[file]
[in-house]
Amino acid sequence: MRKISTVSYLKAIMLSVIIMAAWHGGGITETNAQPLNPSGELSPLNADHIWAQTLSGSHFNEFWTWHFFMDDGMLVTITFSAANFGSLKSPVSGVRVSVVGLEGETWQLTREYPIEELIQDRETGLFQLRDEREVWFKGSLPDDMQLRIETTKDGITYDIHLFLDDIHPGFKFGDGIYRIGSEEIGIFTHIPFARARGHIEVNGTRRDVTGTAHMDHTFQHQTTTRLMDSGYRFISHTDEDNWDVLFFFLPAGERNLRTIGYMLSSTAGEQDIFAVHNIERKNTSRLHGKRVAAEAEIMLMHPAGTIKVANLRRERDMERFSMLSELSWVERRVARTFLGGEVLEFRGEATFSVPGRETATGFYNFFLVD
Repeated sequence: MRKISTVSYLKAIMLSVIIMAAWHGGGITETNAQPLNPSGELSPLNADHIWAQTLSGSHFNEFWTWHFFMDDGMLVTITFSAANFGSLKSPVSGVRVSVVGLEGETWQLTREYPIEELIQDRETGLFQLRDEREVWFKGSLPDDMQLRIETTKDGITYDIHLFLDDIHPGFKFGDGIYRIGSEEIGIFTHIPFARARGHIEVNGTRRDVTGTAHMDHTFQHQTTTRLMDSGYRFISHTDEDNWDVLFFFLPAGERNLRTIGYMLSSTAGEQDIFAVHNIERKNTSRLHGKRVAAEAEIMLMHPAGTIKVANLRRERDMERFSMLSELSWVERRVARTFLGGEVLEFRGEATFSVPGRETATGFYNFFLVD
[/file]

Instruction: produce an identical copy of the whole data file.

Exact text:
[in-house]
Amino acid sequence: MRKISTVSYLKAIMLSVIIMAAWHGGGITETNAQPLNPSGELSPLNADHIWAQTLSGSHFNEFWTWHFFMDDGMLVTITFSAANFGSLKSPVSGVRVSVVGLEGETWQLTREYPIEELIQDRETGLFQLRDEREVWFKGSLPDDMQLRIETTKDGITYDIHLFLDDIHPGFKFGDGIYRIGSEEIGIFTHIPFARARGHIEVNGTRRDVTGTAHMDHTFQHQTTTRLMDSGYRFISHTDEDNWDVLFFFLPAGERNLRTIGYMLSSTAGEQDIFAVHNIERKNTSRLHGKRVAAEAEIMLMHPAGTIKVANLRRERDMERFSMLSELSWVERRVARTFLGGEVLEFRGEATFSVPGRETATGFYNFFLVD
Repeated sequence: MRKISTVSYLKAIMLSVIIMAAWHGGGITETNAQPLNPSGELSPLNADHIWAQTLSGSHFNEFWTWHFFMDDGMLVTITFSAANFGSLKSPVSGVRVSVVGLEGETWQLTREYPIEELIQDRETGLFQLRDEREVWFKGSLPDDMQLRIETTKDGITYDIHLFLDDIHPGFKFGDGIYRIGSEEIGIFTHIPFARARGHIEVNGTRRDVTGTAHMDHTFQHQTTTRLMDSGYRFISHTDEDNWDVLFFFLPAGERNLRTIGYMLSSTAGEQDIFAVHNIERKNTSRLHGKRVAAEAEIMLMHPAGTIKVANLRRERDMERFSMLSELSWVERRVARTFLGGEVLEFRGEATFSVPGRETATGFYNFFLVD